since i have been back from my 127 yard sale adventure, i have had a good amount of people asking about the whole experience and what i found, etc... for sure i must say that i will be trying to do this event for years to come, but i did discover some interesting tips as well that i think would be helpful to anyone going out and partaking in this monster of all monster yard sales.
Tips for the 127 Yard Sale
by, delilah snell
1. You will not be able to do the whole sale, so don’t even try it. Start small, do less than 200 miles- ideally 100-150 miles.
2. What to bring-very important as you do not want to spend money on things you could have brought from home: flip-flops/crocs/sneakers you can throw out, sunblock, canvas bags, clothes that you don’t mind stinking up, packing tape. Travel light, you will want to use your baggage for yard sale room!
3. Shipping: unless you have the will power of a god, you will probably buy more than you expected (at least that is what I did). Make sure you know where all the UPS/Fed-Ex/Post Offices are in each major town you will pass. More importantly, make sure you can find where you can get durable cardboard boxes, packing tape, and bubble wrap. The Post Office has a great deal where you can ship items AT ANY WEIGHT in a small $14 box.If you bought a lot of small heavy things- get it!Remember, they are not open on Sunday!
4. Tennessee seemed to have the best deals and the best selection of goods- at least from my point of view. Don’t get too excited at the beginning unless you know your stuff, I am telling you this thing is big and there will be EVERYTHING!
5. Food in general is pretty greasy and not the best for vegetarians and hit or miss. We found decent breakfasts at the chain Cracker Barrel, which are located in all major towns along 127. However, don’t be afraid to ask locals what is out there. Also, Mexican food does not have 2 dishes in one name: Fajita Quesadilla??
6. Speaking of eating- most of Tennessee (and Kentucky) along 127 was dry. What is that you ask?? Well, if you have had a long day shopping and haggling, don’t expect a frosty glass of beer at your local pizza parlor. It took us a few to figure this out. SOLUTION: Get your meal to go, ask for a couple large glasses of ice and go buy yourself a few margarita wine coolers and have your meal at your hotel (for extra-strength, buy tequila in Alabama). There is a winery across the street from the Jordan Hotel, get there before 6PM and you can have the only bottle of wine we could find for miles!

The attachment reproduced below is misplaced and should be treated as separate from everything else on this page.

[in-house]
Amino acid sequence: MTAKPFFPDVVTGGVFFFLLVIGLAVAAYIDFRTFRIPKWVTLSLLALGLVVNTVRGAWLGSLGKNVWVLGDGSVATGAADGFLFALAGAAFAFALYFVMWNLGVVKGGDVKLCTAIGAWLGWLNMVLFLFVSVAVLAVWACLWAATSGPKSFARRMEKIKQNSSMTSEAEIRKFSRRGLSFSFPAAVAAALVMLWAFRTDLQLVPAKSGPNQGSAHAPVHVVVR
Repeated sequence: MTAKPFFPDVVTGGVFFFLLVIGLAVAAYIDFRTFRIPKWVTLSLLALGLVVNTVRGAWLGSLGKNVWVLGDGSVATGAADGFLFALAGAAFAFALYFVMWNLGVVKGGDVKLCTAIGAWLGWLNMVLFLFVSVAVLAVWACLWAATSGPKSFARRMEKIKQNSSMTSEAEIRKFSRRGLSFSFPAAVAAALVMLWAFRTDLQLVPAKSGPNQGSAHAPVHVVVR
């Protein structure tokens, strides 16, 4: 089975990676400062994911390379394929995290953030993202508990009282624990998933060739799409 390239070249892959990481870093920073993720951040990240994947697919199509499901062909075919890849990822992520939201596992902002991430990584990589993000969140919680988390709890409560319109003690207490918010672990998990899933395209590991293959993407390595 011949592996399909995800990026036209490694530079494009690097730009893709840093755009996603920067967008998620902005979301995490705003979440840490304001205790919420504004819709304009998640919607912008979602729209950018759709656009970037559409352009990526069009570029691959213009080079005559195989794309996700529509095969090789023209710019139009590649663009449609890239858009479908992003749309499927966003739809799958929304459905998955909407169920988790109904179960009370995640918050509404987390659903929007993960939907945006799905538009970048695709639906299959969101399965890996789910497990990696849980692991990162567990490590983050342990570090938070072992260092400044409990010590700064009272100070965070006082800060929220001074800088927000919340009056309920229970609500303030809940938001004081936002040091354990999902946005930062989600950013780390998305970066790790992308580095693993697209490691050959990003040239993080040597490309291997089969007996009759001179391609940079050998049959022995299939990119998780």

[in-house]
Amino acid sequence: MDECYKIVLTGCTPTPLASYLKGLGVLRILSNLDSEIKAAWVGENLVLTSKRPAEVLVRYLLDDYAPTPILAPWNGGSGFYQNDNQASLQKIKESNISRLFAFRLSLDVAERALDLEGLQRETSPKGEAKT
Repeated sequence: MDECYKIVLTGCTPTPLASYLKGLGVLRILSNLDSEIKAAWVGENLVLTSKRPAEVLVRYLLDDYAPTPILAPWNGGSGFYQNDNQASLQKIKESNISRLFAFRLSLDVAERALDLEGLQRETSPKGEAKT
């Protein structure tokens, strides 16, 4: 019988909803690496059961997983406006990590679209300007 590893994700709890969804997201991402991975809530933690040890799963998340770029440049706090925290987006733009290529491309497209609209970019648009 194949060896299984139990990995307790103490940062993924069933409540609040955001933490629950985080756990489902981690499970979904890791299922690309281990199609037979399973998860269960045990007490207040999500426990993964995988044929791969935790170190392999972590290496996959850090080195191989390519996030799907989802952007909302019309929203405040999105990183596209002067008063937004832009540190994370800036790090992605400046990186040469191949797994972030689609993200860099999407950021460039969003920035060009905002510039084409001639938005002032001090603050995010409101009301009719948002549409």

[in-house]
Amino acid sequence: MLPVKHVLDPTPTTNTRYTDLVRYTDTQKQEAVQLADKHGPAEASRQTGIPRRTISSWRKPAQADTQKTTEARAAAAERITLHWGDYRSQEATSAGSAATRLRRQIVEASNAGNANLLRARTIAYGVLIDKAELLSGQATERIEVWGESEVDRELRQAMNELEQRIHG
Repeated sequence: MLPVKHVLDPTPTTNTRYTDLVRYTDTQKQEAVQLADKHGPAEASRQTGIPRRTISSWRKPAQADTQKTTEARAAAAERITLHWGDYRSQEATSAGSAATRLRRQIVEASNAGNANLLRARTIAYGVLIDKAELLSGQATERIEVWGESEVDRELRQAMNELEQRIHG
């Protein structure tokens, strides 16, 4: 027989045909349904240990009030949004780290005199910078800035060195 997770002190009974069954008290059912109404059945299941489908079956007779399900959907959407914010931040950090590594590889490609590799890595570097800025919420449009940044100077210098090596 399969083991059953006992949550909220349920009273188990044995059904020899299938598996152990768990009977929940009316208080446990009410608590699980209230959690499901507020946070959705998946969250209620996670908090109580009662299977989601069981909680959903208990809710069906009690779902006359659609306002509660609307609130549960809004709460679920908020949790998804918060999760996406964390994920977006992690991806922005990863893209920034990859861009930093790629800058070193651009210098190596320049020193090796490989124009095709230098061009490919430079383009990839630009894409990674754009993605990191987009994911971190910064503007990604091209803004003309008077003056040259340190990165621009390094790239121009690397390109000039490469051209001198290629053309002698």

7. PAY ATTENTION TO THE ROAD! We almost got in a few head-ons. People are not paying attention and there are a number of accidents, plus people are stopping all the time to look at the sales.Make sure your pilot is not distracted-get drinks and snacks for them and don’t let them talk on the phone or touch a map-that is the co-pilots job. Bring your I-pod and a car connector and plenty of playlists, talk shows and other things on it so that you don’t even have to touch the radio. Avoid driving long distances at night.
8. Photography: This trip is great for photographers. The natural settings in the morning and evening are beautiful as well as the trinkets, food, people and displays of all of the sales. Another thing that I want to focus on for the next rip: the signs of route 127. You will find below are just a few images that I love.
9. Bring a small cooler with snacks and drinks. It gets HOT and if you are watching your weight or have a certain diet, you should bring those special things along with you. Road-side food is meat and fried only…(except the occasional fruit stand)-it’s good, but not the healthiest.
10. Don’t tell people you are from California:I guess they think we are all rich and famous and can afford everything at full price. Before you leave, find a small town in a state next to where you are…find out a little bit about it- guess where you are going to be from??? About deals and where you are from:I only say this for the larger sales where there are dealers and people who are doing this for a living. There are tons of small tiny yard sales where they would love to talk and know where you are from, here you will get the best deals and met great folks.
11. Talk to people: the great people along 127 are super friendly folk and great conversation is not only a way to know who makes up the sale and area, but a great way to lead into bargaining. Ask them about how to know about items, where to find them and why they do what they do… it will enrich the whole experience.
12. Make at least some sort of list of things that you want: I am telling you, this event can become overwhelming very fast and if you do not have some sort of guidance you can easily get off track. Set aside about $50-100 (depending on your budget) for that one thing that you were not expecting to find or event think about until you saw it-much like an old-school bottling contraption that i found for $30-man I was pissed that I could not buy it!
The last tip I would give is to go with people who you don’t mind walking around in the hot and humid environment and are not advert to junking it whether by road or shopping-this trip is all about the experience of finding things…and the work to look for them.